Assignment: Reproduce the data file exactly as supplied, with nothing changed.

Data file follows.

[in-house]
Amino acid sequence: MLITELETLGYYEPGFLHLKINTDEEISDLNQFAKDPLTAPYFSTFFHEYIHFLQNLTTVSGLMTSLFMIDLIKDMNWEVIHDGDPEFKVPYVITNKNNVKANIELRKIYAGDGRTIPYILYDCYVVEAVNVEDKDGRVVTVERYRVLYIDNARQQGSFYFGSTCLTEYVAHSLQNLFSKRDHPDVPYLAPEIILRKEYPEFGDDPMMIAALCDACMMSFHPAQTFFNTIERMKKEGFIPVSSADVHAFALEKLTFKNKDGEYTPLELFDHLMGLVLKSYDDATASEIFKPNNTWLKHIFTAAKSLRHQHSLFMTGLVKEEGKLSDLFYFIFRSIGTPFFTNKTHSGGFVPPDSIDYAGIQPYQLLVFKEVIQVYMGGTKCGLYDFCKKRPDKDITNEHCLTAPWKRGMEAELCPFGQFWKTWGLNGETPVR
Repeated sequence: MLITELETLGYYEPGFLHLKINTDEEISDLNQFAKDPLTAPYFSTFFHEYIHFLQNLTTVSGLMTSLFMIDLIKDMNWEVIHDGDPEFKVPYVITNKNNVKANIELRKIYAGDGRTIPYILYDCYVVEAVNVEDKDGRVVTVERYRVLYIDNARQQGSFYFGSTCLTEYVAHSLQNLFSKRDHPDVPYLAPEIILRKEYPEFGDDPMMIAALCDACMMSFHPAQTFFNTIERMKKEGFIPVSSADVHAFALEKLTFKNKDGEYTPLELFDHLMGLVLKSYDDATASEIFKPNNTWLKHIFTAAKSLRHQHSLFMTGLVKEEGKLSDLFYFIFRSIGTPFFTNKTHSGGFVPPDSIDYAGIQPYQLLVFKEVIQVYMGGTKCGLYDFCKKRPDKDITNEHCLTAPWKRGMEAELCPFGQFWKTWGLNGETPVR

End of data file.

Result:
[in-house]
Amino acid sequence: MLITELETLGYYEPGFLHLKINTDEEISDLNQFAKDPLTAPYFSTFFHEYIHFLQNLTTVSGLMTSLFMIDLIKDMNWEVIHDGDPEFKVPYVITNKNNVKANIELRKIYAGDGRTIPYILYDCYVVEAVNVEDKDGRVVTVERYRVLYIDNARQQGSFYFGSTCLTEYVAHSLQNLFSKRDHPDVPYLAPEIILRKEYPEFGDDPMMIAALCDACMMSFHPAQTFFNTIERMKKEGFIPVSSADVHAFALEKLTFKNKDGEYTPLELFDHLMGLVLKSYDDATASEIFKPNNTWLKHIFTAAKSLRHQHSLFMTGLVKEEGKLSDLFYFIFRSIGTPFFTNKTHSGGFVPPDSIDYAGIQPYQLLVFKEVIQVYMGGTKCGLYDFCKKRPDKDITNEHCLTAPWKRGMEAELCPFGQFWKTWGLNGETPVR
Repeated sequence: MLITELETLGYYEPGFLHLKINTDEEISDLNQFAKDPLTAPYFSTFFHEYIHFLQNLTTVSGLMTSLFMIDLIKDMNWEVIHDGDPEFKVPYVITNKNNVKANIELRKIYAGDGRTIPYILYDCYVVEAVNVEDKDGRVVTVERYRVLYIDNARQQGSFYFGSTCLTEYVAHSLQNLFSKRDHPDVPYLAPEIILRKEYPEFGDDPMMIAALCDACMMSFHPAQTFFNTIERMKKEGFIPVSSADVHAFALEKLTFKNKDGEYTPLELFDHLMGLVLKSYDDATASEIFKPNNTWLKHIFTAAKSLRHQHSLFMTGLVKEEGKLSDLFYFIFRSIGTPFFTNKTHSGGFVPPDSIDYAGIQPYQLLVFKEVIQVYMGGTKCGLYDFCKKRPDKDITNEHCLTAPWKRGMEAELCPFGQFWKTWGLNGETPVR